Since your plan has to have a purpose, you need a goal.
So what's your goal in physical exercise?
I put all my races in on a calendar and started filling out the year.
The weeks before the race are filled with buildups and workouts culminating in a (hopefully) successful race.
The weeks after have a little lighter load to let my body recover.
I print out my calendar and it becomes my road map for the year. Although I don't do everything on the exact day that I have planned, I try to get every scheduled workout in. I run in the rain, in the snow, in the heat. I run on vacation, when I'm at girls camp and when I haven't left the house all day.
After each run I record what I did. The distance, the time and the average pace (thank you Garmin!) on my calendar.
Then I get out my training journal. I put the same information in there plus if I pushed the jogger (bringing down my average times which always bugs me a little), if I ran on a treadmill, what shoes I wore so I can rotate them, and if I ran with friends. I also put any aches and pains I am feeling and how I generally felt during the run.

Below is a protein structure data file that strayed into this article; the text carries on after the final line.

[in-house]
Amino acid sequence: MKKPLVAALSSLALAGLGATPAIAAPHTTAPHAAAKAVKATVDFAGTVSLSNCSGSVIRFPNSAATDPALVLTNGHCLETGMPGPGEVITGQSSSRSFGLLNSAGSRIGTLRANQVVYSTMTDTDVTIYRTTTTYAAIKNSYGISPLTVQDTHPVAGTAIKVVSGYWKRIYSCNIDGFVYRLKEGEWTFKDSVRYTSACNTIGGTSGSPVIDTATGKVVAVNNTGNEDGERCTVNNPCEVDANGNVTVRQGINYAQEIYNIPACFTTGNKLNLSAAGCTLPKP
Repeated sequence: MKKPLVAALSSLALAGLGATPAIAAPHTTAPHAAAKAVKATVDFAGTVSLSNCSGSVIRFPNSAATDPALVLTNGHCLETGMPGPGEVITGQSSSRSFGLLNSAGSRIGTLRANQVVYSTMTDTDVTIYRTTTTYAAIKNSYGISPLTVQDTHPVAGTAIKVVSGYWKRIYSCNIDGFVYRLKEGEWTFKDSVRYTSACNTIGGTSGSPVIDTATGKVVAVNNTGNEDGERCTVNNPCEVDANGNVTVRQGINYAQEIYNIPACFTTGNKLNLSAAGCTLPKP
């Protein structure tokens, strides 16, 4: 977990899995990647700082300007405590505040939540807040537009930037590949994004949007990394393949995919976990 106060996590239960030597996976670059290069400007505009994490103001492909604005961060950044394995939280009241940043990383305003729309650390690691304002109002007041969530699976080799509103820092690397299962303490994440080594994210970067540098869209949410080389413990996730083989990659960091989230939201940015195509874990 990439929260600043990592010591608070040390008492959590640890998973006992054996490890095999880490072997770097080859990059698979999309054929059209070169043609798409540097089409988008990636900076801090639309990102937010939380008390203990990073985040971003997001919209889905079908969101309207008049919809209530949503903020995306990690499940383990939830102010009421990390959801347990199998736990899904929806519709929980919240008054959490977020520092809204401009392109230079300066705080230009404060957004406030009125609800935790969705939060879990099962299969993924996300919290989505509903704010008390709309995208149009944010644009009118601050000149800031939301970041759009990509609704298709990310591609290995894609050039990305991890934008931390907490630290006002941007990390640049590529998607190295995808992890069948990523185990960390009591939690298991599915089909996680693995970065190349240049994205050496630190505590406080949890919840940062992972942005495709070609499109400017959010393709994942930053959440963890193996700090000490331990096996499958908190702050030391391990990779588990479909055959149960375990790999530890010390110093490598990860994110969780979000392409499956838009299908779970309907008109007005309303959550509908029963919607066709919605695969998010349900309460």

It may sound fanatic, but my excessive number counting and journaling does many things.
It keeps me on target and successful in my goals. Since I have times of rest built in I am able to avoid injury. Also as I track what my aches and pains are I can see patterns and tell if I need to change out my gear or start stretching a different way.
It's also fun to add up how far I've run and see my times improve from month to month.
Planning is an important part of exercise. Though you may not want to be as detailed as I tend to be you will find more success as you document your exercise routine.
Amy Nelson is a running mom with a cycling husband and two boys. You can find more of her on her blog The Nelson's.